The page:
In yesterday's post, based on a Global Information System report published in Defense & Foreign Affairs Daily, I examined Kvadrat (Quadrant), a secret Wahabbi terrorist organization based in Bosnia. Financed by a notorious Saudi charity, Al-Haramain Foundation, Kvadrat has formed cadres of terrorists from the children orphaned during the Bosnia-Herzegovina civil war. These young recruits were trained by the Iranian Ministry of Intelligence and Security VEVAK in terrorism and guerilla warfare and sent, via the narco-trafficking safe-haven line, from Bosnia and through Turkey and Georgia, to Chechnya, where they joined al-Qaida-supported Chechen terrorist groups. It was also revealed that the operational leader of Kvadrat in Bosnia-Herzogovina is Pezo Adnan, but that he "takes orders" from a leader in Vienna.
The man in Vienna supplying the main control and direction of Kvadrat is businessman Mohammed Porca, a Bosnian Muslim. Porca is also linked to other Islamist organizations in Austria and Germany. The financing sources for Kvadrat in the international Muslim community has come in part from Al-Haramain, but also through donors cultivated by Mr. Porca.
The location of Kvadrat's offices, in Bosnia but now also in the southern Serbian region of Raska, adjacent to Bosnia's Gorazde Corridor, suggests that Kvadrat may now be getting some of its funding through narco-trafficking. The logistical line of narcotics from Afghanistan is through Iran, Azerbaijan and Turkey, into Albania, and then through Kosovo and Raska areas of Serbia, into Bosnia and finally into Western Europe.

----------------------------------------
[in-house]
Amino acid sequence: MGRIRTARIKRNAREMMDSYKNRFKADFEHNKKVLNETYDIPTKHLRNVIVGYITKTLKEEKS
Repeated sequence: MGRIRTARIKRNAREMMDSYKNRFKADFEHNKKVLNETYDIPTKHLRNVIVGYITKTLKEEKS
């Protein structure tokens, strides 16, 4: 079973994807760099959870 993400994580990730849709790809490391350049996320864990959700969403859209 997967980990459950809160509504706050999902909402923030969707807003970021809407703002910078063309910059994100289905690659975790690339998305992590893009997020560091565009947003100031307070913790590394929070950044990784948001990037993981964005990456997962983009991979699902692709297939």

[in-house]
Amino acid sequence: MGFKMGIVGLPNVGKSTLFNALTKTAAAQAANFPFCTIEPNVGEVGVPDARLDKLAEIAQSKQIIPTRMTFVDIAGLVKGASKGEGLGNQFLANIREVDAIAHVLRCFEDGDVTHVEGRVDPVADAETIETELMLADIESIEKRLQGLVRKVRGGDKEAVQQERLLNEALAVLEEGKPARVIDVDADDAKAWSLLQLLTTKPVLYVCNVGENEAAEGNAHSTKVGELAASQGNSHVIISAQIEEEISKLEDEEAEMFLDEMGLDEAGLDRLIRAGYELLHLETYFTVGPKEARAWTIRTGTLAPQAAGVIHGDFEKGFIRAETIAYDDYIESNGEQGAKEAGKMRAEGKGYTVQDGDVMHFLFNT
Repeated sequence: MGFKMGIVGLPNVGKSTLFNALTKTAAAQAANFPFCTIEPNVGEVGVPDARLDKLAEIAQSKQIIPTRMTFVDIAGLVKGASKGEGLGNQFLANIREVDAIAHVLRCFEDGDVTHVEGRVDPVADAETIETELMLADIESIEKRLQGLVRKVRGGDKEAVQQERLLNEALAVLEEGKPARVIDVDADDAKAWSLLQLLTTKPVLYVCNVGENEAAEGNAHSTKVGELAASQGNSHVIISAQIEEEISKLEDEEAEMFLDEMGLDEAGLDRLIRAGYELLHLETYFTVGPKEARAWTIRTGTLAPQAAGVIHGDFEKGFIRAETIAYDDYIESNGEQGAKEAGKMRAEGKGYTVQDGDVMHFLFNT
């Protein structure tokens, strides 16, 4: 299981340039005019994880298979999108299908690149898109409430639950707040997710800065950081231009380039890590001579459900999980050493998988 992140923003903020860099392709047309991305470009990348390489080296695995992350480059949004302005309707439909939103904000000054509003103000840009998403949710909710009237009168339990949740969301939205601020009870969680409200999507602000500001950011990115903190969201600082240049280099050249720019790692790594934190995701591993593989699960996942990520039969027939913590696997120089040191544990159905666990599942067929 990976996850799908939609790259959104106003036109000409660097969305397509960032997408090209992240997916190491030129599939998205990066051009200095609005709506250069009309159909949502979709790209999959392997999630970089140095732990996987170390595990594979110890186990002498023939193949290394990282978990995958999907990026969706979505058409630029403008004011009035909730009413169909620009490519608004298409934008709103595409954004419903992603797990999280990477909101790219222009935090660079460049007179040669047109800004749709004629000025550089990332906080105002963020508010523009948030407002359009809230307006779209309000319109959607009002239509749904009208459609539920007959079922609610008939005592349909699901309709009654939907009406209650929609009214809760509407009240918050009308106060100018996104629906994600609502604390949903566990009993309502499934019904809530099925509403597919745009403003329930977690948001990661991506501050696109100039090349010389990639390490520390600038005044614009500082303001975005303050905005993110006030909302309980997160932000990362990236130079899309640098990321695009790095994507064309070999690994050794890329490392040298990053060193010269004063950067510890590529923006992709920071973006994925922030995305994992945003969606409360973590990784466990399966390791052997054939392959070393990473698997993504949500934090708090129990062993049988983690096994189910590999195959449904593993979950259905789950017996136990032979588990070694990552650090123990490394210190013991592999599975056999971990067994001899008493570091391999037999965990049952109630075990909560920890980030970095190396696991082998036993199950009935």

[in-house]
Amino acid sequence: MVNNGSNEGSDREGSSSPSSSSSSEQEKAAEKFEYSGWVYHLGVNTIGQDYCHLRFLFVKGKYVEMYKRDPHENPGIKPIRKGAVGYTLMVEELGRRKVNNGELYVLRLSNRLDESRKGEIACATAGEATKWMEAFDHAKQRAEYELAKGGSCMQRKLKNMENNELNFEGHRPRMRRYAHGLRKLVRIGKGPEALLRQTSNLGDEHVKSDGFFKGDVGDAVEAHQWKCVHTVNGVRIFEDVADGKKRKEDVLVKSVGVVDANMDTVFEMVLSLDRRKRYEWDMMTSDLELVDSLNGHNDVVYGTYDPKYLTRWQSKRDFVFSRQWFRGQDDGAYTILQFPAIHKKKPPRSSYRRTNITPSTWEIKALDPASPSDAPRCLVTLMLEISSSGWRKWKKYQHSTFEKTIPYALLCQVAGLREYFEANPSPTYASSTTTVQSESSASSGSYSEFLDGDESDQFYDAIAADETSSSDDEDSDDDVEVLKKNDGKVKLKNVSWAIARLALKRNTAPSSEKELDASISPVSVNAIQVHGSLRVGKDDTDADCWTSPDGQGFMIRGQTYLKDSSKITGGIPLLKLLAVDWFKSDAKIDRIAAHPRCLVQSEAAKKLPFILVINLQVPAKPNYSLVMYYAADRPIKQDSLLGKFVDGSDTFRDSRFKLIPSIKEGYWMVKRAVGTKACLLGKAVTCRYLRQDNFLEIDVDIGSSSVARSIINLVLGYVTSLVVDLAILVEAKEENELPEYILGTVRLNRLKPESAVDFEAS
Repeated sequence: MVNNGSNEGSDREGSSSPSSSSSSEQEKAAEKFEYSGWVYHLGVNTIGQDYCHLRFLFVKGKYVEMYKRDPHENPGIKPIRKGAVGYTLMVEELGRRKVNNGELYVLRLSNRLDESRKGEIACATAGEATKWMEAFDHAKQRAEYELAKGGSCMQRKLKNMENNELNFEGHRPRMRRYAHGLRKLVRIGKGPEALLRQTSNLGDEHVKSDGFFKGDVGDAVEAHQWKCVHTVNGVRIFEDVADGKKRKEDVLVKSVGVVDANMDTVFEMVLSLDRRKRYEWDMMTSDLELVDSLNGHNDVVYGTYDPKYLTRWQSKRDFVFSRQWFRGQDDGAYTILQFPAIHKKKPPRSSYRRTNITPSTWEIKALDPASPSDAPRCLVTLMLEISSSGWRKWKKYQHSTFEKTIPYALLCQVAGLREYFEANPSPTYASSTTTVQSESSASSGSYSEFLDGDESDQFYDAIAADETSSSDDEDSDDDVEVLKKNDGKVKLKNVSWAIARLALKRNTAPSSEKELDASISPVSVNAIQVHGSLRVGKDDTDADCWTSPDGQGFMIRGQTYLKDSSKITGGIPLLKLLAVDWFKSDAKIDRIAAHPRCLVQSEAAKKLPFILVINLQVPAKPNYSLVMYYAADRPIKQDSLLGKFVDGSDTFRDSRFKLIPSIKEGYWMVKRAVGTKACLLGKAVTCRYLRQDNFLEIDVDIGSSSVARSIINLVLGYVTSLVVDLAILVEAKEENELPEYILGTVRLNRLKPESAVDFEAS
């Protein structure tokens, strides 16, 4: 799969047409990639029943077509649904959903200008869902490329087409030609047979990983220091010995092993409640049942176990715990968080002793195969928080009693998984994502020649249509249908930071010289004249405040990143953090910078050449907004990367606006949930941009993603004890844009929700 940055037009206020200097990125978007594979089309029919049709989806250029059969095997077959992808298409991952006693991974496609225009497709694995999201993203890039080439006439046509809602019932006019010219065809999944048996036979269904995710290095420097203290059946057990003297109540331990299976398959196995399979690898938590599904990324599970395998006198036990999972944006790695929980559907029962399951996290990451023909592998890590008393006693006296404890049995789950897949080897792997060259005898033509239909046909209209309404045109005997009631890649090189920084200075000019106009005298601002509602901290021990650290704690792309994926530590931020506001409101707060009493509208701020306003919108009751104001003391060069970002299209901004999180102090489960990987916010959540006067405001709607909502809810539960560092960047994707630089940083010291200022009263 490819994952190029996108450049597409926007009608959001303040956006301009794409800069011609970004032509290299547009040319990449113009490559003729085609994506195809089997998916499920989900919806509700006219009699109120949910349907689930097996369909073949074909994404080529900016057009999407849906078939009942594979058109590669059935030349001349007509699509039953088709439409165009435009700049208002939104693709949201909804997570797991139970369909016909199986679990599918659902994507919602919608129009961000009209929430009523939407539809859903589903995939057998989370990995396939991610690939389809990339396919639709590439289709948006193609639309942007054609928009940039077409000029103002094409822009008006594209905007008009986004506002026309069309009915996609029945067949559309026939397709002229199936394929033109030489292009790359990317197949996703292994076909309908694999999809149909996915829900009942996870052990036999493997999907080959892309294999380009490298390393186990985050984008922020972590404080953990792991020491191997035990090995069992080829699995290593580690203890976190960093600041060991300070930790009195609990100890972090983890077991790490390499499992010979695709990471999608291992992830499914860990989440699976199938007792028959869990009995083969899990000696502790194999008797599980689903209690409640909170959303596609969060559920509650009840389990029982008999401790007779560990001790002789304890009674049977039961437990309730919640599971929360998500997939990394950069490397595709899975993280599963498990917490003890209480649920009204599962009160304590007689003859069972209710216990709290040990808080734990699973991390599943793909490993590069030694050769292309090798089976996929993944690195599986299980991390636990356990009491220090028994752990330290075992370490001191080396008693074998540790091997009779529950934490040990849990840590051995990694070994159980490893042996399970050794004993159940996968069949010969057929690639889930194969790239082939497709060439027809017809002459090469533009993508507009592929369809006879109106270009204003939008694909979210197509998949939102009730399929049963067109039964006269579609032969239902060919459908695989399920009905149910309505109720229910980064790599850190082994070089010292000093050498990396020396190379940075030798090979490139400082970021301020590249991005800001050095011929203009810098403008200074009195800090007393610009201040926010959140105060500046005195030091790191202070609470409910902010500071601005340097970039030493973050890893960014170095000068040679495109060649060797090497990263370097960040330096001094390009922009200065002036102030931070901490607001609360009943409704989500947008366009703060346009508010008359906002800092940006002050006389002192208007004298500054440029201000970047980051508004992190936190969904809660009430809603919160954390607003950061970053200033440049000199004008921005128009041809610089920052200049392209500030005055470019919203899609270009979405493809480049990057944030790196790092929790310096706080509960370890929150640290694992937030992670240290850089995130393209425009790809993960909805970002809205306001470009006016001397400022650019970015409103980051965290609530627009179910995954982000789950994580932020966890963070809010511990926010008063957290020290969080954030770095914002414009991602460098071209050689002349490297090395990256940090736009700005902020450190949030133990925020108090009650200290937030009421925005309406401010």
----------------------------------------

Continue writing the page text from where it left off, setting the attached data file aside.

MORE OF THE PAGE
GIS sources identify the main activist radicals of Kvadrat to be: Softic Samir, susa Samir, Kolsic Nisvet, and Dzafic Emir.
Members of the Steering Committee of Kvadrat since 1999 include: Mezit Nermin ("Nerko"), (Sarajevo), Seknic Sendad (Mostar), Sinanovic Kermal, (Sarajevo), Tahic Berin (Sarajevo), Tahic Berin (Sarajevo), Alic Galib (Sarajevo), Motoruga Elvir (Sarajevo), Hodzic Emir (Sarajevo), Zukic Sabahudin (Sarajevo), Cengic Faruk (Sarajevo), Hasanovic Aliya (Sarajevo), Ahmetovic Amir (Kaknja), Nuhanovic Sanel (Bihac), Ortas Emire (Sarajevo). In 2004, the Steering Committee was enlarged. Known to have joined the group are: Cardakovic Seco, Dedovic Edin, Gusic Elmedin ("Melo"), and Skrijelj Admir.
Northern Cyprus, occupied by Turkey, is being used by Kvadrat as a safe haven for its fighters. Kvadrat is also said to be building a base in Northern Cyprus, to proselytize the Muslim community in the Cypriot society.
The Office of the High Representative, the internationally appointed governor of Bosnia-Herzegovina, has continued to deny that terrorist organizations are operating in Bosnia. Instead, Paddy Ashdown, the OHR and a former MI6 (British Intelligence) official, has only pursued alleged war criminals from the Serbian side of the civil war.